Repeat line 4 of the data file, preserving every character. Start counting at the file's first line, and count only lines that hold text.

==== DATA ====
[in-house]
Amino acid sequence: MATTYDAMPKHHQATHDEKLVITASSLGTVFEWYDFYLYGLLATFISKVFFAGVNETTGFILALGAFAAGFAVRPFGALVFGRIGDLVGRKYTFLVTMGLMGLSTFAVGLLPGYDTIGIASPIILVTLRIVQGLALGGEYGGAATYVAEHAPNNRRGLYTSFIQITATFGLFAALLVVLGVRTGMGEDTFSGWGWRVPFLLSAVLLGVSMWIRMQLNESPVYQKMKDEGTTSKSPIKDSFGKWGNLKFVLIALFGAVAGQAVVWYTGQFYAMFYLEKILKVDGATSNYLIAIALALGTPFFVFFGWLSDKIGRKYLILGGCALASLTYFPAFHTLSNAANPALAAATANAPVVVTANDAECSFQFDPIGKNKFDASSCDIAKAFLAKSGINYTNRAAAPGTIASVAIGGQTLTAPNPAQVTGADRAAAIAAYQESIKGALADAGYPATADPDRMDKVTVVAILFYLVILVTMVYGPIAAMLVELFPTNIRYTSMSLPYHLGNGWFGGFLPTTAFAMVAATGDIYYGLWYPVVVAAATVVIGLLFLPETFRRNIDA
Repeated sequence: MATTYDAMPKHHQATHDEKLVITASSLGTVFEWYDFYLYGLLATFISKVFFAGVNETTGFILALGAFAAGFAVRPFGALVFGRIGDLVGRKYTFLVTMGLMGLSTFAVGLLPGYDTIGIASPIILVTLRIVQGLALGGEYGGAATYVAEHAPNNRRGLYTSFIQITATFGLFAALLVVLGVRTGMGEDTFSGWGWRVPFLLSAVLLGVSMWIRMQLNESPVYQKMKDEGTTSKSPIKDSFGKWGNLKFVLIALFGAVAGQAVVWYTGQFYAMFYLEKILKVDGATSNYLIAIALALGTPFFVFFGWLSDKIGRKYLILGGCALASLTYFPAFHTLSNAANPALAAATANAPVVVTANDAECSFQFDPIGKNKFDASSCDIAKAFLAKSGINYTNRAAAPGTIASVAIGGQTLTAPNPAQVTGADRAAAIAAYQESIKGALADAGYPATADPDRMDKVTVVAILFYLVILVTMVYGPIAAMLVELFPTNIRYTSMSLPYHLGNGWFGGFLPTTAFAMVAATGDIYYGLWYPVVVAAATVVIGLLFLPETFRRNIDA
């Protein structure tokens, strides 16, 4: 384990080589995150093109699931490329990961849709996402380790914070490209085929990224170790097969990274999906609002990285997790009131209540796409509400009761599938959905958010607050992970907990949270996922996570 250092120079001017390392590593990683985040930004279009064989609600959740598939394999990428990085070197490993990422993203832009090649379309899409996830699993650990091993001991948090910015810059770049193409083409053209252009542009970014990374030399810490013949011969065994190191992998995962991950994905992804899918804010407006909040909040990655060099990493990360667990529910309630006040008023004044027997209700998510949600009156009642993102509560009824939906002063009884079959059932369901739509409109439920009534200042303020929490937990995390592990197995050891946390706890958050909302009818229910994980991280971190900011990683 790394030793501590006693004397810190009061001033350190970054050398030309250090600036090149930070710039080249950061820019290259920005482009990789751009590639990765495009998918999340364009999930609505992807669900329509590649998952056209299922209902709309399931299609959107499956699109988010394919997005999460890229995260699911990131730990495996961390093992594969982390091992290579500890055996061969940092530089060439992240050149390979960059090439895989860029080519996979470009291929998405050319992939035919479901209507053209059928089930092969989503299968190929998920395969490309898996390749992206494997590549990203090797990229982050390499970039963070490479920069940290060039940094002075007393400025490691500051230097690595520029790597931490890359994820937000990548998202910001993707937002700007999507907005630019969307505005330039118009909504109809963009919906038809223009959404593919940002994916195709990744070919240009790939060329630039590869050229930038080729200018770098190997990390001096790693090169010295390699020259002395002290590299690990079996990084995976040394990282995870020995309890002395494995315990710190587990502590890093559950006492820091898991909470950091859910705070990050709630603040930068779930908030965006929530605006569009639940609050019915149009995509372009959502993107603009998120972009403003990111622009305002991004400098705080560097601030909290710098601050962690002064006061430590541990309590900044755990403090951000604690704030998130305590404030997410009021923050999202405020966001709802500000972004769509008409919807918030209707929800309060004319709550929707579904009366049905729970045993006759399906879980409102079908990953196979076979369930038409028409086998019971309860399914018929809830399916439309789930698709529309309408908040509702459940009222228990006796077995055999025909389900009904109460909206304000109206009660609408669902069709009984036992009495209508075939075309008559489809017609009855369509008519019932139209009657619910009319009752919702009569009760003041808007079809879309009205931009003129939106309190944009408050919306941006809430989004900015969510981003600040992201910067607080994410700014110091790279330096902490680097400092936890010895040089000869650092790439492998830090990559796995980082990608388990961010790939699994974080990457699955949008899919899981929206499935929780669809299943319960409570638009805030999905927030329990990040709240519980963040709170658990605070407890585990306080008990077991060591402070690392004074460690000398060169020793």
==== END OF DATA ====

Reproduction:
């Protein structure tokens, strides 16, 4: 384990080589995150093109699931490329990961849709996402380790914070490209085929990224170790097969990274999906609002990285997790009131209540796409509400009761599938959905958010607050992970907990949270996922996570 250092120079001017390392590593990683985040930004279009064989609600959740598939394999990428990085070197490993990422993203832009090649379309899409996830699993650990091993001991948090910015810059770049193409083409053209252009542009970014990374030399810490013949011969065994190191992998995962991950994905992804899918804010407006909040909040990655060099990493990360667990529910309630006040008023004044027997209700998510949600009156009642993102509560009824939906002063009884079959059932369901739509409109439920009534200042303020929490937990995390592990197995050891946390706890958050909302009818229910994980991280971190900011990683 790394030793501590006693004397810190009061001033350190970054050398030309250090600036090149930070710039080249950061820019290259920005482009990789751009590639990765495009998918999340364009999930609505992807669900329509590649998952056209299922209902709309399931299609959107499956699109988010394919997005999460890229995260699911990131730990495996961390093992594969982390091992290579500890055996061969940092530089060439992240050149390979960059090439895989860029080519996979470009291929998405050319992939035919479901209507053209059928089930092969989503299968190929998920395969490309898996390749992206494997590549990203090797990229982050390499970039963070490479920069940290060039940094002075007393400025490691500051230097690595520029790597931490890359994820937000990548998202910001993707937002700007999507907005630019969307505005330039118009909504109809963009919906038809223009959404593919940002994916195709990744070919240009790939060329630039590869050229930038080729200018770098190997990390001096790693090169010295390699020259002395002290590299690990079996990084995976040394990282995870020995309890002395494995315990710190587990502590890093559950006492820091898991909470950091859910705070990050709630603040930068779930908030965006929530605006569009639940609050019915149009995509372009959502993107603009998120972009403003990111622009305002991004400098705080560097601030909290710098601050962690002064006061430590541990309590900044755990403090951000604690704030998130305590404030997410009021923050999202405020966001709802500000972004769509008409919807918030209707929800309060004319709550929707579904009366049905729970045993006759399906879980409102079908990953196979076979369930038409028409086998019971309860399914018929809830399916439309789930698709529309309408908040509702459940009222228990006796077995055999025909389900009904109460909206304000109206009660609408669902069709009984036992009495209508075939075309008559489809017609009855369509008519019932139209009657619910009319009752919702009569009760003041808007079809879309009205931009003129939106309190944009408050919306941006809430989004900015969510981003600040992201910067607080994410700014110091790279330096902490680097400092936890010895040089000869650092790439492998830090990559796995980082990608388990961010790939699994974080990457699955949008899919899981929206499935929780669809299943319960409570638009805030999905927030329990990040709240519980963040709170658990605070407890585990306080008990077991060591402070690392004074460690000398060169020793």